The legitimate traffic on the DDoS-Guard network has recently exceeded one hundred gigabits per second. Now 50% of all our traffic is generated by customer web services. These are many tens of thousands of domains, very different and in most cases requiring an individual approach.
Under the cut – how we manage front nodes and issue SSL certificates for hundreds of thousands of sites.
Setting up a front for one site, even a very large one, is easy. We take nginx or haproxy or lighttpd, configure according to the guides and forget. If you need to change something – do reload and forget again.
Everything changes when you process large volumes of traffic on the fly, evaluate the legitimacy of requests, compress and cache user content, and at the same time change the settings several times per second. The user wants to see the result on all external nodes immediately after he changed the settings in his personal account. And the user can download through the API several thousand (and sometimes tens of thousands) domains with individual parameters for processing traffic. All this, too, should work right away in America, Europe, and Asia – the task is not the most trivial, given that in Moscow alone there are several physically spaced filtering nodes.
Why are there many great reliable sites around the world?
Quality of customer traffic service – requests from the USA should be processed in the USA (including for attacks, parsing and other anomalies), and not pulled to Moscow or Europe, unpredictably increasing the processing delay.
Attacking traffic must be localized – transit operators can degrade during attacks, the volume of which often exceeds 1Tbps. Transporting attack traffic via transatlantic or trans-Asian links is not a good idea. We had real cases when Tier-1 operators said: “The volumes of attacks that you take are dangerous for us.” That is why we accept incoming flows as close to their sources as possible.
Strict requirements for service continuity – cleaning centers should not depend on each other, nor on local events of our rapidly changing world. Disconnected for a week all 11 floors of MMTS-9? – no problem. Not a single client who does not have a physical inclusion in this location will be affected, and web services will not be affected under any circumstances.
How to manage all this?
Service configurations should be distributed as quickly as possible (ideally instantly) on all front nodes. You can’t just take and rebuild text configs and reboot daemons on each change – the same nginx keeps worker shutting down processes for a few more minutes (and maybe hours if there are long websocket sessions).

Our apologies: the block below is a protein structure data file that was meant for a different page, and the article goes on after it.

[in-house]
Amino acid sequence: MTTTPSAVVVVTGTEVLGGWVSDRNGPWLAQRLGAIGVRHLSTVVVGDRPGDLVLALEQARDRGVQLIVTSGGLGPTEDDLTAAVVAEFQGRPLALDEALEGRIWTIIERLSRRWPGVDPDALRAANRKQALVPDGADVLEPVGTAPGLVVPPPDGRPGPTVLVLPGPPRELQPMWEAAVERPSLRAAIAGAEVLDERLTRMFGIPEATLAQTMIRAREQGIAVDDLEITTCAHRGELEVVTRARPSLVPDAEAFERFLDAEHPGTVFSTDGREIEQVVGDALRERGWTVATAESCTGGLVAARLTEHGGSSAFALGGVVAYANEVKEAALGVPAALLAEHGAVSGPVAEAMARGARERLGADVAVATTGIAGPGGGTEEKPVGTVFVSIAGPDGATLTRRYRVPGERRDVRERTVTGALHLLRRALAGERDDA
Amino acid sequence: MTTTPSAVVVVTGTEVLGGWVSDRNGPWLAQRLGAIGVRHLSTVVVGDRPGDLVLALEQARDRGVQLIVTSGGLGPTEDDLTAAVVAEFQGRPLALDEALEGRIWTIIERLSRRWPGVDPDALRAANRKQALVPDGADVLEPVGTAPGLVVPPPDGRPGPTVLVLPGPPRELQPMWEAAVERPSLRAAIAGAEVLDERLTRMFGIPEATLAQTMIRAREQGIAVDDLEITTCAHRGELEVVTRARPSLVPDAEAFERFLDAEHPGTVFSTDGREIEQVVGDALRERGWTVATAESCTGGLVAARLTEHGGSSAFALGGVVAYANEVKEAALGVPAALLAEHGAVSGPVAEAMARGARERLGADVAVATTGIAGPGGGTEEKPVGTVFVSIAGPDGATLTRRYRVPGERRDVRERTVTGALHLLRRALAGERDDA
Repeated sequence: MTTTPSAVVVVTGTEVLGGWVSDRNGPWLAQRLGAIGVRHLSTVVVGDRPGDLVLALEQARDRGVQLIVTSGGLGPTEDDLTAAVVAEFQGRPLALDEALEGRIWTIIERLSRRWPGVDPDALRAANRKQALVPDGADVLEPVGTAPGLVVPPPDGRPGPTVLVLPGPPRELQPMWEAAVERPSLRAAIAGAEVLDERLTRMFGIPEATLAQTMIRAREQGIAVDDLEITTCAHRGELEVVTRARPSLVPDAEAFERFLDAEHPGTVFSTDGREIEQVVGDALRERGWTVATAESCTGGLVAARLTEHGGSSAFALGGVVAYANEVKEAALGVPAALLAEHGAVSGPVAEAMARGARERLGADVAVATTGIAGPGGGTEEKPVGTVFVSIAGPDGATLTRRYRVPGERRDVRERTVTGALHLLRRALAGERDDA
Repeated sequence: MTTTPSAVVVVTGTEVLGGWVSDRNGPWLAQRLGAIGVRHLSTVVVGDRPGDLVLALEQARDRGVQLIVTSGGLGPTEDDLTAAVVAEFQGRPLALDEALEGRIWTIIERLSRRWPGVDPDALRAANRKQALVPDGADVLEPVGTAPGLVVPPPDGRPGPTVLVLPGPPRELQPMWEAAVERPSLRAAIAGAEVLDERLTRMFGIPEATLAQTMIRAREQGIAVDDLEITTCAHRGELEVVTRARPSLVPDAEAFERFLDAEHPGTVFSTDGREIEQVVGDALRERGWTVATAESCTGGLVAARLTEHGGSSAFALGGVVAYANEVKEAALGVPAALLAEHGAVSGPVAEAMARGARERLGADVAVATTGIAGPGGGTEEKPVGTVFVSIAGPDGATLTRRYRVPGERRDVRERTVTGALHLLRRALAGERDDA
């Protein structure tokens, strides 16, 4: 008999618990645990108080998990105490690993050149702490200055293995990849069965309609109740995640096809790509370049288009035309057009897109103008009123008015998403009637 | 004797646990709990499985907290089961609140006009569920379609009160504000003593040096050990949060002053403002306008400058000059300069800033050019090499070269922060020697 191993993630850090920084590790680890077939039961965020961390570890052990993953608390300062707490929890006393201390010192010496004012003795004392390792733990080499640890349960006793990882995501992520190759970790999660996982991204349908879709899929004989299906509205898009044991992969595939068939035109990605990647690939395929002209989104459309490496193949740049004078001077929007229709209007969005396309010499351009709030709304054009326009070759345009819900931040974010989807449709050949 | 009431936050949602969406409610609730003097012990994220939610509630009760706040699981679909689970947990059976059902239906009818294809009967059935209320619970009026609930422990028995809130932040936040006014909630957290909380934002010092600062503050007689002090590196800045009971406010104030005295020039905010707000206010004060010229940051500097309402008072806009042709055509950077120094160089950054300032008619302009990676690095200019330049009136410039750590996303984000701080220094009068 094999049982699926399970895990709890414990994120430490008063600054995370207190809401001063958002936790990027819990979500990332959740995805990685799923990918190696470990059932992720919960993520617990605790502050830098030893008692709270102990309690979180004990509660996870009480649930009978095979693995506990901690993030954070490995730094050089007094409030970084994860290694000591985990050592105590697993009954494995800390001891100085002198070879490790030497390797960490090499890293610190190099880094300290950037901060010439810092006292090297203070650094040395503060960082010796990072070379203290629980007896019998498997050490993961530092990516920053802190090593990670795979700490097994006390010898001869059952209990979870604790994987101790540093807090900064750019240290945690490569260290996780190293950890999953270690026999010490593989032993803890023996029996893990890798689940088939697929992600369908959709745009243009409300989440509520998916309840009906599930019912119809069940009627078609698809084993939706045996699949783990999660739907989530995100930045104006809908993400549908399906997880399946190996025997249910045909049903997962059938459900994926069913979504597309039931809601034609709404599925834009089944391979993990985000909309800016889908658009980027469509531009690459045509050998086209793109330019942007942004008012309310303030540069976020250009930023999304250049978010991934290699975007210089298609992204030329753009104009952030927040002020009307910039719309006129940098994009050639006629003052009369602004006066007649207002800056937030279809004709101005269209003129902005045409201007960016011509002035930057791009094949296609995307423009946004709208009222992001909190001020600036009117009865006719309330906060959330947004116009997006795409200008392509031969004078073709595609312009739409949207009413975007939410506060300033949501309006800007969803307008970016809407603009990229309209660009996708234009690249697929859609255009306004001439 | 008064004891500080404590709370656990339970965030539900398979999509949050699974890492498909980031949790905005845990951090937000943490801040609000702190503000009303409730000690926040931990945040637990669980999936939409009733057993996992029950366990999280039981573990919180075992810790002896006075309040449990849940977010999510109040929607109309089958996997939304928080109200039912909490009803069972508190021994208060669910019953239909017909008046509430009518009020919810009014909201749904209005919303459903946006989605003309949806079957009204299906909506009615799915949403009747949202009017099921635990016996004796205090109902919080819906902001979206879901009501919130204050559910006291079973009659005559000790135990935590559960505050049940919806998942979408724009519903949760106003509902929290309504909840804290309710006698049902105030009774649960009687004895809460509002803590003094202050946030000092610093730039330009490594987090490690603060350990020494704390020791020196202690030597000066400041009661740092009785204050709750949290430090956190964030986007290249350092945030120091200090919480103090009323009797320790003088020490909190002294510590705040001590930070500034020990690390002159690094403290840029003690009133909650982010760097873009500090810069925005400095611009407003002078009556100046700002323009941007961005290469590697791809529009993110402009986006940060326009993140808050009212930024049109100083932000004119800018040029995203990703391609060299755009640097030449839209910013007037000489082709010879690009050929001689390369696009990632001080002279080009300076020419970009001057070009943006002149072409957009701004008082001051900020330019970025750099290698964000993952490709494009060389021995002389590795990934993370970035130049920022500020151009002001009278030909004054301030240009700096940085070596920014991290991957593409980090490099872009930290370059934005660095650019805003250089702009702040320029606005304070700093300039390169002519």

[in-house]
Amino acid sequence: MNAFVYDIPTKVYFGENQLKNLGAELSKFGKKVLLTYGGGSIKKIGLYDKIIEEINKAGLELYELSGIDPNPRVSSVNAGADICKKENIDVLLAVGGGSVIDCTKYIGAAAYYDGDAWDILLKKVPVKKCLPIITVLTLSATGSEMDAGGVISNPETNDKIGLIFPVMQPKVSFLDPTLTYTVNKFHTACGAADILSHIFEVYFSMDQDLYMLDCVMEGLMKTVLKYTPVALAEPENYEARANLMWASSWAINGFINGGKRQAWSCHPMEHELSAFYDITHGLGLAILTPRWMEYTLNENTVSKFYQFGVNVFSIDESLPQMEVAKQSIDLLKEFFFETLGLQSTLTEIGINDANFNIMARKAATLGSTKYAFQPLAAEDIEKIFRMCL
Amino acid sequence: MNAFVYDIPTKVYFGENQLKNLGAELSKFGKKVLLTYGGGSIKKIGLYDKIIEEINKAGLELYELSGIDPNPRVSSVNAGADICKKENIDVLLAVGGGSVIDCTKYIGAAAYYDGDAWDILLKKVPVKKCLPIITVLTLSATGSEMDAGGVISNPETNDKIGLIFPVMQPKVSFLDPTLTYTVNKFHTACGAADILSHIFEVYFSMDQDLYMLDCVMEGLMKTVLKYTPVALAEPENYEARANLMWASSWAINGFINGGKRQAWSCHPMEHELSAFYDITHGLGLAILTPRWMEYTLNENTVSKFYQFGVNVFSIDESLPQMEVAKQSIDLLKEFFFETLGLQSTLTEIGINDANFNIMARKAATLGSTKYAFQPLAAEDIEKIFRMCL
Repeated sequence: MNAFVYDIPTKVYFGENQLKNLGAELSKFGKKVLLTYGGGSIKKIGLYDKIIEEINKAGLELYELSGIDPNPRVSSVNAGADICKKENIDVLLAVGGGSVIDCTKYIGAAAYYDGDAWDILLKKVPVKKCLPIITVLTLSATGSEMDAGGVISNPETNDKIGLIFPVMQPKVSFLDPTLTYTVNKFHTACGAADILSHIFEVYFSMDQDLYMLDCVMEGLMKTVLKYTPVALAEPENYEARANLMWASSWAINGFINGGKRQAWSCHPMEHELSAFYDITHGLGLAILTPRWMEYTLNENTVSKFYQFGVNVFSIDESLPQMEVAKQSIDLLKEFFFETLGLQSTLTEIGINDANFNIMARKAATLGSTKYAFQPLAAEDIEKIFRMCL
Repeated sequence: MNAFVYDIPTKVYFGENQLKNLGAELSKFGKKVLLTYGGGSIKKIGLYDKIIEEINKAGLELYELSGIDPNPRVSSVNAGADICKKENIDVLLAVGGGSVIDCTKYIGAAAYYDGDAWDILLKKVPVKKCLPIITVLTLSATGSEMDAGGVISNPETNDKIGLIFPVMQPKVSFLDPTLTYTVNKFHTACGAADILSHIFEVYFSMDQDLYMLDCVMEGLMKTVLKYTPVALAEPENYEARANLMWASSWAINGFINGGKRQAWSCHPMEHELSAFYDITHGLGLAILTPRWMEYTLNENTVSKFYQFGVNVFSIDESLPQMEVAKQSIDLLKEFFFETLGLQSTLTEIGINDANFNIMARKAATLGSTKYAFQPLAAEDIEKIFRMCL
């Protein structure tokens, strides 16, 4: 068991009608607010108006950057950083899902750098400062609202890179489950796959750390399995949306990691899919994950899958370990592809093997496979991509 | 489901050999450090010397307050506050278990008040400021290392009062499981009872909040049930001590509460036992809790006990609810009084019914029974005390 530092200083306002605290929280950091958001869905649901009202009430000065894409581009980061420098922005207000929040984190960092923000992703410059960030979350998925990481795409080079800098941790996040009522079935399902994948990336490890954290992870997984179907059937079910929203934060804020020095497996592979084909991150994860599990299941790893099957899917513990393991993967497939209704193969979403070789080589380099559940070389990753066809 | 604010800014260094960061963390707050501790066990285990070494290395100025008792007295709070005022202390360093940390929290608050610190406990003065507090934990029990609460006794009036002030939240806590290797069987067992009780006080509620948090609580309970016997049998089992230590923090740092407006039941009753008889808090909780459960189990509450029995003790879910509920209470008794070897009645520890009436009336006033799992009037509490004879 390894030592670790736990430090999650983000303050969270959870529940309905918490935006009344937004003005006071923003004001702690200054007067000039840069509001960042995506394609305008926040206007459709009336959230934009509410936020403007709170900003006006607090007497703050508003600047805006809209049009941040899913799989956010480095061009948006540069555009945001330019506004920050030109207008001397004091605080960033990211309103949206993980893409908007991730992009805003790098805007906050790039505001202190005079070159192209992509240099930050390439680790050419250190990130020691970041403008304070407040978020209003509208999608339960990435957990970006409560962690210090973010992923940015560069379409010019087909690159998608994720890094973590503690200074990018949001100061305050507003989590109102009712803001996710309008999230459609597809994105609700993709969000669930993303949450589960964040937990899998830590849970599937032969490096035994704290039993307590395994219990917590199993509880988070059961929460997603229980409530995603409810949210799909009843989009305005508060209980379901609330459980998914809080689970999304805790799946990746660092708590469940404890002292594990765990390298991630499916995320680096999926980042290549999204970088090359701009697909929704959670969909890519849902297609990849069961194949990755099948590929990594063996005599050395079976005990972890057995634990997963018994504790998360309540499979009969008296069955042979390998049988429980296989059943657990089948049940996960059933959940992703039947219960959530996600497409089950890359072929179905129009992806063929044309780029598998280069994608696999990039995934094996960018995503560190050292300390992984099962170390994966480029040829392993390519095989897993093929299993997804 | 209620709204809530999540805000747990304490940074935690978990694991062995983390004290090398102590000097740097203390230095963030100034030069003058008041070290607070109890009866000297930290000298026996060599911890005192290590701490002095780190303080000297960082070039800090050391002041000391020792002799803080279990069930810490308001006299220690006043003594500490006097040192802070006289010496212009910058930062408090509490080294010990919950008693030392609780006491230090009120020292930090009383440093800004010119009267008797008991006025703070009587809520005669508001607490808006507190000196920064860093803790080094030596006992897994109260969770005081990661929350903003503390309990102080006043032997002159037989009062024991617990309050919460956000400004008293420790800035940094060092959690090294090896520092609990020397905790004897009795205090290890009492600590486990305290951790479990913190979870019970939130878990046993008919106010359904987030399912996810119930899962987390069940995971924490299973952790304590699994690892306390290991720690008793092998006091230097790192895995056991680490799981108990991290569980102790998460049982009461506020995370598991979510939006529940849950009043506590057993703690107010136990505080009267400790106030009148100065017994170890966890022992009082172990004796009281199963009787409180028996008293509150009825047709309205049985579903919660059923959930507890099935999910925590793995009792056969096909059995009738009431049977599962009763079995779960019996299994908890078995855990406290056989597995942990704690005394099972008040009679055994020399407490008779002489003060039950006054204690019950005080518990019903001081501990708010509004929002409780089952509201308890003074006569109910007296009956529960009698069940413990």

When rebooting the nginx configuration, the following picture is quite normal:
Old workers eat memory, including that which does not depend linearly on the number of connections – this is normal. When client connections close, this memory will be freed.
Why was this not a problem when nginx was just starting to develop? There was no HTTP / 2, no WebSocket, no massive long keep-alive connections. 70% of our web traffic is HTTP / 2, and these are very long connections.
The solution is simple – do not use nginx, do not manage fronts based on text files, and certainly do not drive zipped text configurations over trans-Pacific channels. Channels, of course, guaranteed and redundant, but from this no less transcontinental.
We have our own front-server-balancer, about the insides of which I will discuss in the following articles. The main thing that he can do is apply thousands of configuration changes per second on the fly, without restarts, reloads, spasmodic growth in memory consumption, and all of that. This is very similar to Hot Code Reload, for example in Erlang. The data is stored in a geo-distributed key-value database and is immediately read by the actuators of the fronts. Those. You have uploaded the SSL certificate via the web interface or API in Moscow, and after a few seconds it is ready to work at our cleaning center in Los Angeles. If a world war suddenly occurs and the Internet disappears all over the world, our nodes will continue to work autonomously and repair the split-brain, as soon as one of the dedicated channels Los Angeles-Amsterdam-Moscow, Moscow-Amsterdam-Gong-Kong-Los- becomes available Angeles or at least one of the backup GRE overlay.
The same mechanism allows us to instantly issue and renew Let’s Encrypt certificates. Very simplified, it works like this:
As soon as we see at least one HTTPS request for our client’s domain without a certificate (or with an expired certificate), the external node that accepted the request informs the internal certification authority about this.
If the user does not prohibit the issuance of Let’s Encrypt, the certification authority generates a CSR, receives a confirmation token from LE and sends it to all fronts via an encrypted channel. Now any node can confirm the validation request from LE.
In a few moments we will receive the correct certificate and private key and will send it to the fronts in the same way. Again without rebooting the daemons
7 days before the expiration date, the procedure for receiving the certificate is initiated
Right now we are in realtime rotating 350k certificates completely transparent to users.
In the following articles of the series I’ll talk about other features of real-time processing of large web traffic – for example, analysis of RTT using incomplete data to improve the quality of service for transit clients and generally about protecting transit traffic from terabit attacks, about the delivery and aggregation of traffic information, about WAF, almost unlimited CDN and many mechanisms for optimizing the return of content.